Bring back tax protestsRegular readers who are from East Tennessee have doubtless read and understood my not-so-veiled criticisms of the Knox County wheel tax. My protests in words of that tax and many other taxes at the local, State, and federal level that I believe are either unjust or are at least unjustly applied have recently gotten me to thinking: Modern Americans have lost a key aspect of the American character-the willing tax protestor.
The fires of the American Revolution were first ignited by American opposition to the Stamp Act of 1765. The protest was so widespread-and civil disobedience became so much the norm-that it forced Parliament to repeal the Act. At the height of the protest, an entire convention, the Stamp Act Congress, was called to write a formal protest to the legislation and a Declaration of Rights. The Stamp Act Congress was composed of some of the most prominent businessmen, farmers, tradesmen, lawyers, and community leaders in America at that time. All were united in the sentiment that an unjust tax needed to be undone.
The Townsend Acts of 1767 were similarly protested with nearly equal vigor. Colonists organized boycotts of taxable goods and began to take imports from countries where the tax did not apply, and to organize smuggling rings so that goods could not be taxed at all. This time, it was British merchants angry at the loss of American business that pressed Parliament to repeal the Acts post-haste. When Parliament repealed all the Acts except for the tax on tea (merely to send a message to the colonists that said "we can tax you") Samuel Adams and the Sons of Liberty reminded the British that "we can just not take your damn tea" by throwing a shipload of it into Boston Harbor in 1774. The colonies thereafter began to import coffee, a substance grown in those days in Indonesia, then under the perview of the Dutch East India Company. The Dutch were not at all interested in losing American trade. Gradually, we would become a people on a great caffiene rush.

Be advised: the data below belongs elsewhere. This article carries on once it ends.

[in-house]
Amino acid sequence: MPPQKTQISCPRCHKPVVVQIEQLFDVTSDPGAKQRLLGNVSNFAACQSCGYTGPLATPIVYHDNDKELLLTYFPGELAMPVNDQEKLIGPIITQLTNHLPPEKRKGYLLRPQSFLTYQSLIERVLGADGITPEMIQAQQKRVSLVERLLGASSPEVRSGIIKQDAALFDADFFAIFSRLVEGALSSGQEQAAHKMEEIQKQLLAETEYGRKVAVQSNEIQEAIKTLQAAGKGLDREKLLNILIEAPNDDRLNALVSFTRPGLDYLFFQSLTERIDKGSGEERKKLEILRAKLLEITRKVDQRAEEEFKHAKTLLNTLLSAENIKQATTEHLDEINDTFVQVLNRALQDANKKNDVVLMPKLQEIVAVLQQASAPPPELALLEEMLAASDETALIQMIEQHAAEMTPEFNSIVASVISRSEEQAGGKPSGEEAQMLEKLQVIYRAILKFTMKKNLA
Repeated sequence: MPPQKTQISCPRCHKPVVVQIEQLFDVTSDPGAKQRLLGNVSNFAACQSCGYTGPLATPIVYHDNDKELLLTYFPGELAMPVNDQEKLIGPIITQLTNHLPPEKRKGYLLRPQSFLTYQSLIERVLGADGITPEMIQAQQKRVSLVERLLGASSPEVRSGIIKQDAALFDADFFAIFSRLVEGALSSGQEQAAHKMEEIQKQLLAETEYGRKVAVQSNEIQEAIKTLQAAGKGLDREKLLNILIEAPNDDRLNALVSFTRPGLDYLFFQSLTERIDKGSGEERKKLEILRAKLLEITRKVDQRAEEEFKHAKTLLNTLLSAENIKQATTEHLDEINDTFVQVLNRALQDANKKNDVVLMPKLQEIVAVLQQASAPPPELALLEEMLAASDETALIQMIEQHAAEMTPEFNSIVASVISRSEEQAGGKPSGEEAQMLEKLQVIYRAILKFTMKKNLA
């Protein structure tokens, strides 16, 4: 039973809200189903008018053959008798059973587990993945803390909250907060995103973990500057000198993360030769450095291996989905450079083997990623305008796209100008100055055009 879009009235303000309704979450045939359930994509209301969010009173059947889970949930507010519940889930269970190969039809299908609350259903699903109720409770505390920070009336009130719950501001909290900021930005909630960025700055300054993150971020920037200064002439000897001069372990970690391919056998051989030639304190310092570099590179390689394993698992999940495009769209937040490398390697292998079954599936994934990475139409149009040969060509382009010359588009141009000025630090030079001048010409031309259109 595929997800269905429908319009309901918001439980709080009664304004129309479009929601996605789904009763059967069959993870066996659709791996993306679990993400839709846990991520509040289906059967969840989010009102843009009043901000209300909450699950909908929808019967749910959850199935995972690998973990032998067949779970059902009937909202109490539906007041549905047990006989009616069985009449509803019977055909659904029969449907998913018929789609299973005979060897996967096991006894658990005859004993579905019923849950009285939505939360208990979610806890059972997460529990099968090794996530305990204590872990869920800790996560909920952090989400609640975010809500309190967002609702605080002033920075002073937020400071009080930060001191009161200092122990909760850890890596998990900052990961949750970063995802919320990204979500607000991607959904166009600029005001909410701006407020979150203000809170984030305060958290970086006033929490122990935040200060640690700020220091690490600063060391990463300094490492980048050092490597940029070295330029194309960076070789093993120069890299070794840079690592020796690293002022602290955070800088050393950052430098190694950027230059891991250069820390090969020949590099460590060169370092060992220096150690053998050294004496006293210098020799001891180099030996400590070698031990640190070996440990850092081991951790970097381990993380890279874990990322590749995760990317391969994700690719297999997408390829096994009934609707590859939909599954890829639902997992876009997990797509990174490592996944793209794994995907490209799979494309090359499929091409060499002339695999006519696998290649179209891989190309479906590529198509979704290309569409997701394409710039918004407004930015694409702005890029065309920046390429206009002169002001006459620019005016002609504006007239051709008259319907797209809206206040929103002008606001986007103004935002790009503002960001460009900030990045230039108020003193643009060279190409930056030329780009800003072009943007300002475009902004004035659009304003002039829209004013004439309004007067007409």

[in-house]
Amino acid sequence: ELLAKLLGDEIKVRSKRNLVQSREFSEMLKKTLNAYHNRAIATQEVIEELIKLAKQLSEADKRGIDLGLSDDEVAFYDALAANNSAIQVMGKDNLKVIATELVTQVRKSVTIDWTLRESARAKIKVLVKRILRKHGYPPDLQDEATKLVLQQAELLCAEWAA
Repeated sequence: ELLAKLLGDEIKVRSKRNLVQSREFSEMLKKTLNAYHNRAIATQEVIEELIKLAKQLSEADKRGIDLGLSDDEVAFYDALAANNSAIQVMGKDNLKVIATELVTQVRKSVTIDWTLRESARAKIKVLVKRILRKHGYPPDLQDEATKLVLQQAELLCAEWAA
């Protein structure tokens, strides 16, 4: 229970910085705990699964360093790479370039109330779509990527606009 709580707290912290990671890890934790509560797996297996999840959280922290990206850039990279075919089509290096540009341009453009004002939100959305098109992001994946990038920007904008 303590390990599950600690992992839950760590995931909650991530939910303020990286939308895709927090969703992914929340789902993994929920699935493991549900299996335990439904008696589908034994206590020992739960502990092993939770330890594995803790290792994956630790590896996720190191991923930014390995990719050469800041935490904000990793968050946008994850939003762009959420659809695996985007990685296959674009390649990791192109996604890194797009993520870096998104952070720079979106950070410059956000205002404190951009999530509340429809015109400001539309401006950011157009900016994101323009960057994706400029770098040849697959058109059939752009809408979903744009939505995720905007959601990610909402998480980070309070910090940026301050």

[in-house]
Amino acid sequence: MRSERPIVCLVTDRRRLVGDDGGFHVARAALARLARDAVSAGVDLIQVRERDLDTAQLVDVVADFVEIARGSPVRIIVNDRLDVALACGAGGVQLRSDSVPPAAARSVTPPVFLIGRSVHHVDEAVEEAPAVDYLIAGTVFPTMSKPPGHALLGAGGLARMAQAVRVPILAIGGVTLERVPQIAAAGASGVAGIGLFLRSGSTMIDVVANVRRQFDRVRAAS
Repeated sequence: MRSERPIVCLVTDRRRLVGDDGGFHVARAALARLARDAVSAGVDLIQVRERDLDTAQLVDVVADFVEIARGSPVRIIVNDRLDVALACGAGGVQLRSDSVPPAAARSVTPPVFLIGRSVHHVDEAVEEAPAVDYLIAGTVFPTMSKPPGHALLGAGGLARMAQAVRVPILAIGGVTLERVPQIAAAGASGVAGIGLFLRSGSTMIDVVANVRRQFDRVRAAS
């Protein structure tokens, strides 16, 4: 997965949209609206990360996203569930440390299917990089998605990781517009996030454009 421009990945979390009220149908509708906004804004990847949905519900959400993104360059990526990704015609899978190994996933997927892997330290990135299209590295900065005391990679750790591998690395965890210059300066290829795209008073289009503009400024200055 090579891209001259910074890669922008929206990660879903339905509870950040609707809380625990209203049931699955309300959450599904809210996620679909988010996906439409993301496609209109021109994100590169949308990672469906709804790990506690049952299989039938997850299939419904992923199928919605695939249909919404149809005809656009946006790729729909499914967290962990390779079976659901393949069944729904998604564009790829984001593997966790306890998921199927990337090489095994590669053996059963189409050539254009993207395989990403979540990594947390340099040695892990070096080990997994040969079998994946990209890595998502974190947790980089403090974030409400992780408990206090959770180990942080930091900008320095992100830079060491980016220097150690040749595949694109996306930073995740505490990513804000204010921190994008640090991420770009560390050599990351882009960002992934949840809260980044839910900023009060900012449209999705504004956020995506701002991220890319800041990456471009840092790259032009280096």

Some are saying "but Oatney, the only problem with those taxes is the fact that Americans were not represented in Parliament." Not really true. Yes, "no taxation without representation" was a great rallying cry in pre-Revolutionary America, but Congress made it clear to Benjamin Franklin (colonial legate to England at the time) not to accept any deal for representation at all, since America could still be out-voted and taxed unjustly.
After independence, settlers in Western Pennsylvania protested a federal tax on liquor by openly rebelling. The federal government put the rebellion down and tried to enforce the tax in Western Pennsylvania. They weren't very successful at it. Many Western Pennsylvania distillers still refused to pay the tax, and many more fled to Kentucky and Tennessee where they kept on making that good ol' mountain dew-their decendants still make it. The tax was repealed in 1802.
Most people think that the initial cause of the War Between the States was slavery. Slavery was one of the great catalysts, to be sure, but the first cause was protests by South Carolina and other Southern States over tariffs that were unreasonably high, and remained so until the outbreak of war.
We as a people have a long tradition of tax protests, so much so that politicians still make tax cuts a cornerstone of their campaigns. It is a fair question, then, to ask: What has happened to our will as Americans to protest unjust taxation? We complain about it, we vote against it, but we have lost our intestinal fortitude to protest it. If we as a people protested high taxes by rufusing-in very large numbers-to pay them, I guarantee that this would cause our local, State, and federal governments to begin to rethink their tax policies.
"Oatney, are you advocating not paying taxes?" I could never do such a thing alone, it takes a mass movement to have any effect. Otherwise, I just go to jail, and that is profoundly stupid. I am merely asking the question of my fellow citizens: Rather than just complain about the government taxing you to death, would you be willing to join together to force the end of unjust taxation?